Panauti—small Newar town in Banepa Valley
pāju—mother’s brother
Pānju—priest of Bῦgadyaḥ
Parbatiyā—Nepalese of the hills
pāthi—volumetric measure equivalent to eight mānās
Pengu Daḥ— ‘The Four Groups’; the focus of this study
phālca—public shelter
phuki—patrilineal relative
pikhā lakhu—carved stone that marks the ritual entrance to the house; Kumar
pitha (pigandyaḥ)—Power-Place
pradakshinapātha (Skt.)—procession route
Prahlāda—son of Hiranyakashipu; devotee of Vishnu
prākrit—natural, aniconic stone image
Pramānas—medieval, de-facto rulers of Lalitpur
prasād—‘grace’; sanctified food, flowers and sinha distributed to worshippers in return for pujā
pujā—worship, usually comprising offerings of fruit, flowers, vermilion, and sweets
pujāri—temple priest
pukka—food that has been made acceptable to eat; well cooked; more generally, solid
purohit—domestic priest
punhi—full moon, auspicious day especially for Buddhists
pwanga—short horn
Rādhā—Krishna’s lover
Rājbhandāri—Royal Storekeeper, member of dominant caste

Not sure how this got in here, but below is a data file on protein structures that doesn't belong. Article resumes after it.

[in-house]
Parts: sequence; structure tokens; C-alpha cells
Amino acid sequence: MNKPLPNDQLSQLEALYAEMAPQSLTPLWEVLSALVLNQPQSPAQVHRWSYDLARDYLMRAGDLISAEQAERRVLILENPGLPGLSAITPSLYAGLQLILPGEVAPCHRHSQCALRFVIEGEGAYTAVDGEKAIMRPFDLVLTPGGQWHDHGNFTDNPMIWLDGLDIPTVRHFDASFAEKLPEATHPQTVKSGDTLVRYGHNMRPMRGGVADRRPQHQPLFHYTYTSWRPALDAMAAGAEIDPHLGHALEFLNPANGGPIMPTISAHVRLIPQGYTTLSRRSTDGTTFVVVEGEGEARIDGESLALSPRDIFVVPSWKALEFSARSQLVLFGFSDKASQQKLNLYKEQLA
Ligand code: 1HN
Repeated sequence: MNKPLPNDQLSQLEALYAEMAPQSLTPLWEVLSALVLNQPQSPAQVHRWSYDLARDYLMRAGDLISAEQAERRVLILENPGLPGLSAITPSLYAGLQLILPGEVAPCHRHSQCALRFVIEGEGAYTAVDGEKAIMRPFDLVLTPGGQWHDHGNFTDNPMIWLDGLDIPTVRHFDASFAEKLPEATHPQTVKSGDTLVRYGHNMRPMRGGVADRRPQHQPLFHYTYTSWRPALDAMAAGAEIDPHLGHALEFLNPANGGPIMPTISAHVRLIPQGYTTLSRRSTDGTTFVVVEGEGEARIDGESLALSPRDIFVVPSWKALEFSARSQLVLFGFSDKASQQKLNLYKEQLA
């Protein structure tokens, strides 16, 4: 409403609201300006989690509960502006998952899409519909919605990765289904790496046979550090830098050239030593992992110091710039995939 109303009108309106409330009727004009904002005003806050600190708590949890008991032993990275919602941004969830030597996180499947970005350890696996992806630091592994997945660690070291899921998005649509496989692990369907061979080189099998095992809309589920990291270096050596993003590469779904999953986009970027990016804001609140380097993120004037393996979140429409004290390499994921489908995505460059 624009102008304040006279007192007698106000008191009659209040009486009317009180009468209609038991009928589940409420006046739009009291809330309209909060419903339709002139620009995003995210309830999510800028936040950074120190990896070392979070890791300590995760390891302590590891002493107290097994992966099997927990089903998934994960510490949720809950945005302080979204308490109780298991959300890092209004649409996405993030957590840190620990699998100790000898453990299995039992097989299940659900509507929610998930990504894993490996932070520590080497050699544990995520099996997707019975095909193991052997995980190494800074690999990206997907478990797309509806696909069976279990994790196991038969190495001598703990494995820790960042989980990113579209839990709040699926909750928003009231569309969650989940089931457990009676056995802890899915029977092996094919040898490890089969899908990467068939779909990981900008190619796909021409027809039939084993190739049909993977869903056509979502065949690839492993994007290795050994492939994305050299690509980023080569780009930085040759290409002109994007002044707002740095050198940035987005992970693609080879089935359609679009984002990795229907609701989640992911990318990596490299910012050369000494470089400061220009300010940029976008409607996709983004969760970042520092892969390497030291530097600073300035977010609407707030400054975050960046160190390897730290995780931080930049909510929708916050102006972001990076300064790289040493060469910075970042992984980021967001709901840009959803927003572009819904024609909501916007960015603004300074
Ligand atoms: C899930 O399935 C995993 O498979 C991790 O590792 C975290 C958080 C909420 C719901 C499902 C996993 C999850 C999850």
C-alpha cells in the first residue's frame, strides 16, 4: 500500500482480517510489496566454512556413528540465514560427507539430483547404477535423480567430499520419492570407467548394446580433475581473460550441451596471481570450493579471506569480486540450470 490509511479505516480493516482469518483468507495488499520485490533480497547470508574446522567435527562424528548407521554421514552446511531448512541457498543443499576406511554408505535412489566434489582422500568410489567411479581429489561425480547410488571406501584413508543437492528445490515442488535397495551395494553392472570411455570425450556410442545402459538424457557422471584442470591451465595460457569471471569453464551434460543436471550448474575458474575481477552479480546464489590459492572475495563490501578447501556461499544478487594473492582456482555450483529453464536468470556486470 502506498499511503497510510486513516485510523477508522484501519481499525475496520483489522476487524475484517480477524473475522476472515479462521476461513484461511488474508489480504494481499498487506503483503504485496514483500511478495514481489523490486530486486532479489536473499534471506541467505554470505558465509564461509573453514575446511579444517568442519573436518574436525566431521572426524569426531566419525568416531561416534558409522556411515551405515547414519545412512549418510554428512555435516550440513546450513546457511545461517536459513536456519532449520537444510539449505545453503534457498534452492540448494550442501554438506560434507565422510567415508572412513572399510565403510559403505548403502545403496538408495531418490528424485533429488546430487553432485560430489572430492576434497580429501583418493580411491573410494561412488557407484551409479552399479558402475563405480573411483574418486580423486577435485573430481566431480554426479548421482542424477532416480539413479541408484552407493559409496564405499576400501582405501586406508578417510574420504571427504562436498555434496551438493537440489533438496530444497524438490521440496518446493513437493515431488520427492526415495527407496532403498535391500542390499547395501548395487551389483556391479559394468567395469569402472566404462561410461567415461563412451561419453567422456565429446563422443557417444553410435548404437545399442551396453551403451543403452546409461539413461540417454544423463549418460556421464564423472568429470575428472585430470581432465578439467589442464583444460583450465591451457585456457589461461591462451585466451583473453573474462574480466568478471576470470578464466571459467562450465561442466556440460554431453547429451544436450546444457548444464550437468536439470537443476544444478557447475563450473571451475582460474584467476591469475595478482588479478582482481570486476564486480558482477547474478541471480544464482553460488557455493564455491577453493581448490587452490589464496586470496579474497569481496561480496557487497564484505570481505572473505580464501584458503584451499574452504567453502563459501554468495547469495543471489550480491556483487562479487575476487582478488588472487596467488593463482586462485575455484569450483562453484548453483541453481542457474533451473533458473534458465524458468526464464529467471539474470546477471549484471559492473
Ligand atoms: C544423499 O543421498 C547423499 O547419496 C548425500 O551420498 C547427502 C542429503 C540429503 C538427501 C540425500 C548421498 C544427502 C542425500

Rājopādhyāya—Newar Brahman caste
Rājkarnikār (Marikaḥmi)—Sweetmaker
Rām (Rāma)—avatar of Vishnu
Rana—rulers of Nepal from 1847-1951
sadhu (see sannyasin)—ascetic renouncer
sagã—good luck food; two varieties-egg (khẽy) and fish (nyā)
sāit—auspicious time
samay baji—feast-like meal consumed after special pujā
Samgha—Buddhist Monastic Community
samskāra—life-cycle rituals
Sankhu—small town north of Bhaktapur
sãnhu (sãlhu)—first day of solar month
sannyasin—ascetic renouncer
Sarasvati—goddess of learning, Brahma’s wife
Shaivite—of, or pertaining to, Shiva; worshipper of Shiva
Shah—present dynasty of Nepal kings; descendants of Prithvi Narayan Shah
Shākya (Bare)—Goldsmiths; also workers of silver and brass; shopkeepers; of one caste with Vajrācāryas
Shilākār (Lwahãkaḥmi)—Stonemason; alt. thar appellation for Shilpakār
Shilpakār (Lwahãkaḥmi or Sikaḥmi)—Sculptor
shivamārgi—a follower of the path of Shiva; one who has a Brahman priest
shudra—fourth of ideal varna categories; servants, slaves, labourers
Sikaḥmi (coll.)—Carpenter; one of the constituent thars of the Pengu Daḥ
sinha—mark of vermilion on forehead
shakti—divine power, personified as feminine
shawm—medieval-style oboe
shrāddha—Ancestor Worship